by Jeremy Clarke. The second Tomu Uchida film to receive a Blu-ray release after the black and white Bloody Spear At Mount Fuji (1955) is the colour The Mad Fox a.k.a. Love, Thy Name Be Sorrow (1962). This extraordinary and arresting Heian period (794-1185) fantasy drama involves an astrologer, his adopted daughter, her wicked stepmother, […]
by Jeremy Clarke. Akira Kurosawa’s three-and-a-half-hour epic Seven Samurai (1954) remains to this day a landmark movie in Japanese and world cinema. It is currently streaming on BFI Player as part of the five month long Japan 2020 programme alongside 21 other Kurosawa films together with a much wider selection of Japanese movies including some […]
by Jeremy Clarke. South Korean director Bong Joon-Ho’s Snowpiercer (2013), which never had a theatrical release in the UK during its original, international run, finally appears in the UK on home video. Described as “High Rise on a train” by Mark Kermode, it’s an uncompromising dystopian vision, and we can safely attribute its appearance on […]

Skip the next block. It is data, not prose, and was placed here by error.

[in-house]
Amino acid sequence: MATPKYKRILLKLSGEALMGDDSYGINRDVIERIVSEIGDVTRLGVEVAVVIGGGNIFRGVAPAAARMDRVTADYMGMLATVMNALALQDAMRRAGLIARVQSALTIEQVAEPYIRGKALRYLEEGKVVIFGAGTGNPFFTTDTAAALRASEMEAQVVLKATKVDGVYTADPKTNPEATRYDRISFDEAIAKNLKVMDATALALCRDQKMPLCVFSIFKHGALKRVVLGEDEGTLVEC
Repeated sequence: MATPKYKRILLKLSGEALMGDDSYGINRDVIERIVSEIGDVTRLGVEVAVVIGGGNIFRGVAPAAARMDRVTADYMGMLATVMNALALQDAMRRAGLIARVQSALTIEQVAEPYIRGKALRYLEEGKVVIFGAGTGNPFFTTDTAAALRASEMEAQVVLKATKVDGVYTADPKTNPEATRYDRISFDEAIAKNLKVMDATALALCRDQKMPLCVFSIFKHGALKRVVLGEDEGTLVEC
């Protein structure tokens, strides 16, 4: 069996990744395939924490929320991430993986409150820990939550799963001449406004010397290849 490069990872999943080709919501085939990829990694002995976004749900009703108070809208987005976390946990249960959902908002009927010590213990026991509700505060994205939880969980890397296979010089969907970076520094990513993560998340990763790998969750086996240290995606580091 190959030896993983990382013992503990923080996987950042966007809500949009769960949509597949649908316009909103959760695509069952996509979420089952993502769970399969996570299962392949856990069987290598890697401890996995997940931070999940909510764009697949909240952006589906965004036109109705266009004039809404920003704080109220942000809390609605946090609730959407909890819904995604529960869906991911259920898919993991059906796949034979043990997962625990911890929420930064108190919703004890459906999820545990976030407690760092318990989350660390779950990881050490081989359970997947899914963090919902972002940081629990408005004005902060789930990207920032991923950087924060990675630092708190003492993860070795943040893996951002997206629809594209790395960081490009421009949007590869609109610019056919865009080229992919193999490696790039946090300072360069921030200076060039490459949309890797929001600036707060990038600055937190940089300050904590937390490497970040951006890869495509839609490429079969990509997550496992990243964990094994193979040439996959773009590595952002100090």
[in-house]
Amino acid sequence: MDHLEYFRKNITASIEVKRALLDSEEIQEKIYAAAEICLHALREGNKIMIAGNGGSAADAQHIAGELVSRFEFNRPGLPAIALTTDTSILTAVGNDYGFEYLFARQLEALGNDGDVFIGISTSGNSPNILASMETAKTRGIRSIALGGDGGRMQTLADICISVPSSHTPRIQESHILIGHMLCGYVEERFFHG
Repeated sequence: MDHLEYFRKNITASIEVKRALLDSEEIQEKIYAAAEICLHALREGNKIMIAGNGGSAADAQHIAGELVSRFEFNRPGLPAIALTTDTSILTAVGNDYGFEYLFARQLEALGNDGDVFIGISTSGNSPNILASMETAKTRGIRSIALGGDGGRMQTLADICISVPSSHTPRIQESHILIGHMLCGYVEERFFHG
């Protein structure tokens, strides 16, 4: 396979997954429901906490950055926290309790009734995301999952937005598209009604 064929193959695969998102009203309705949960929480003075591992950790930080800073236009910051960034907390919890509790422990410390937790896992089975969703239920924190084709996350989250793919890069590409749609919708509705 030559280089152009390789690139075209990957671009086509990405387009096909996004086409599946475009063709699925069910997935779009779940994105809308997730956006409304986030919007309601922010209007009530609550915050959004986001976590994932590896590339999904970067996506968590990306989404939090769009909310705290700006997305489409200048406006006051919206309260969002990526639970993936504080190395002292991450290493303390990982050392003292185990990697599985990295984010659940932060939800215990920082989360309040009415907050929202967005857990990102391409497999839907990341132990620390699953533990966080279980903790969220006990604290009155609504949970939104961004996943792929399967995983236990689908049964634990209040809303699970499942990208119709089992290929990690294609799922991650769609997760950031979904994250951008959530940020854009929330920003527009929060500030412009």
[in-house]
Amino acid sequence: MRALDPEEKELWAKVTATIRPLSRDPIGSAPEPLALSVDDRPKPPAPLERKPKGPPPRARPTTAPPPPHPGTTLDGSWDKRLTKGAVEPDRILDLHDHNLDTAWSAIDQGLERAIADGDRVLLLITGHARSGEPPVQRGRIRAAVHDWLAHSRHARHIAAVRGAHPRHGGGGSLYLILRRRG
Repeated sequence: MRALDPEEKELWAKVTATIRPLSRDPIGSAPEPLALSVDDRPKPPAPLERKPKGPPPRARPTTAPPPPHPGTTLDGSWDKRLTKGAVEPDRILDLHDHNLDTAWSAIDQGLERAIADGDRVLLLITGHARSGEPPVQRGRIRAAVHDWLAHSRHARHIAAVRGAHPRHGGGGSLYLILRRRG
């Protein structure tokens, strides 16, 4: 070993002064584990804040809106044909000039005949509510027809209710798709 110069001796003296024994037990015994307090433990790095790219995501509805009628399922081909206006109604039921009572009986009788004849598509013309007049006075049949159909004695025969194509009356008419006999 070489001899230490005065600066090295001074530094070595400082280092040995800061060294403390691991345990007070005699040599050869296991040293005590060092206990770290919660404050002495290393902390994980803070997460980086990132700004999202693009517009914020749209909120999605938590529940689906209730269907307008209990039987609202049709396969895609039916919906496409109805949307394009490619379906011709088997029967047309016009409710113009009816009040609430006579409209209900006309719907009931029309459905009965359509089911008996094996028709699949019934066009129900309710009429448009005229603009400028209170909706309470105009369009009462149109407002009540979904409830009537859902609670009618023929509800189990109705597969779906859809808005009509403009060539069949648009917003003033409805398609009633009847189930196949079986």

By Jonathan Clements. It’s not hard to see what Bloomsbury are up to with their Japanese Cinema Book. Assembling a who’s-who of big names in Japanese film criticism, editors Hideaki Fujiki and Alastair Phillips have come up with a chunky introduction to multiple aspects of an entire national cinema, ready not only for the Olympics […]
By Jasper Sharp. Kwaidan, Masaki Kobayashi’s classic compendium of ghostly Japanese folktales has just been given the Blu-ray treatment for UK audiences, with a bumper new package released on Eureka’s Masters of Cinema label, following Criterion’s high-definition US release in 2015.